Talisker Bay

Tuesday was the only time we had rain (hence the mermaid t-shirt), but by the time we headed out it had cleared up. As we were taking most of our food with us I’d mixed up some oats and seeds so we could soak them overnight- are you even in Scotland if you don’t have oats for breakfast?

We drove over to Neist Point Lighthouse- a rather steep path up and down to the end. Once at the lighthouse and looking out to sea we could see movement in the water and realised we could see some whales, so we wandered closer to the shore. We also saw dolphins later on. We heard that other people had seen seals and ferrets (?) but we didn’t see those.

We could walk down to the village (Carbost) close to where we stayed and there was a very cute little coffee shop that sold rather nice baked goods, so we shared a few goodies from there (that is half the caramel shortbread as we shared and it was an enormous slice).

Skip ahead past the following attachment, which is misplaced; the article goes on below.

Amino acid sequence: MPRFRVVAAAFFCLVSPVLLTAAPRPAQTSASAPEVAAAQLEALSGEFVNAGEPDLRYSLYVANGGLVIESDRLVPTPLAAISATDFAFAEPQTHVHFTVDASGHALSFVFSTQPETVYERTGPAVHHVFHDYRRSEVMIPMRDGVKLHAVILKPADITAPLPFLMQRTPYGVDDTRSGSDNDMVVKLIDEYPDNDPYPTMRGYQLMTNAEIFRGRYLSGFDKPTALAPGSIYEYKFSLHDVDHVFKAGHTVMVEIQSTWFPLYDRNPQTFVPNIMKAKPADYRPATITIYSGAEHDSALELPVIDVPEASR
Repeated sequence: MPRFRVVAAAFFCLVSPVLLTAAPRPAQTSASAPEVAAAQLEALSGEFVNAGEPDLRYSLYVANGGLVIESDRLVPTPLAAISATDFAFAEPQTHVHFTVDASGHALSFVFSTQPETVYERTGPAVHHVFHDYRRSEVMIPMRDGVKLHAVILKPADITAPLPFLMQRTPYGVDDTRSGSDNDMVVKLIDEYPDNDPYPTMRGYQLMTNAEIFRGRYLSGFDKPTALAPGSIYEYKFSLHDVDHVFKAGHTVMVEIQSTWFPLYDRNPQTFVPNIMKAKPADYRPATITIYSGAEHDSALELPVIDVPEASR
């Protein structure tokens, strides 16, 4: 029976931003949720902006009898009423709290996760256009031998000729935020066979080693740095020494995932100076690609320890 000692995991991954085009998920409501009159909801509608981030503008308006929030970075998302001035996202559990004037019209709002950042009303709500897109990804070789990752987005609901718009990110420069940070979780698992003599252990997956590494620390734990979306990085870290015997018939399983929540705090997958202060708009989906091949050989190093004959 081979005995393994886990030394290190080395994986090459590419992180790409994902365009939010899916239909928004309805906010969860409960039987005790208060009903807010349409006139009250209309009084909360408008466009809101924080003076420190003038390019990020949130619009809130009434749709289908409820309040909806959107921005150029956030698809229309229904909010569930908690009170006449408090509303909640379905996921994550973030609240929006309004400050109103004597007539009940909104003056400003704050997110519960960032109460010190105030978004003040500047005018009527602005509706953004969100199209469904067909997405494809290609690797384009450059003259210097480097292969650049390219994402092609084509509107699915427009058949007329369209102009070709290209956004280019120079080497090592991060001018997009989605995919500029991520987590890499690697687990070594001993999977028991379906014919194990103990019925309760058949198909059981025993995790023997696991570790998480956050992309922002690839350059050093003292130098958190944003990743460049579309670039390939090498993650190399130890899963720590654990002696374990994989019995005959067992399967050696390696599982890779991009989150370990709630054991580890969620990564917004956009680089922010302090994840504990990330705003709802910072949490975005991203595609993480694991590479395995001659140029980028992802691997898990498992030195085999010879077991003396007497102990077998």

Yes we packed a jar of peanut butter.

I was keen to see some otters, so on Wednesday we drove over to an otter hide at Kylerhea (along around a 6 mile road of narrow single track with infrequent passing places- I was glad Andy was driving!). The actual hide was closed but you could still do the walk by the coast and up to the building, and we spotted lots of seals along the shore.

There was a walk fairly close by that ended up in Armadale Castle, so we parked there and paid to go into the grounds and then did the walk from there.

It was really hot so we were glad to walk in the shade of the woods for most of the walk, and the grounds of the castle had really pretty gardens with so many tropical looking flowers.

As we got home in the afternoon we decided to give one of our games a go- this one was a Disney villains game and it seemed rather complicated (it did have cool playing pieces). I chose Ursula from The Little Mermaid, but that turned out to be a mistake because her challenge in the game was harder than the other villains. I think if we play it a few times we will get the hang of it.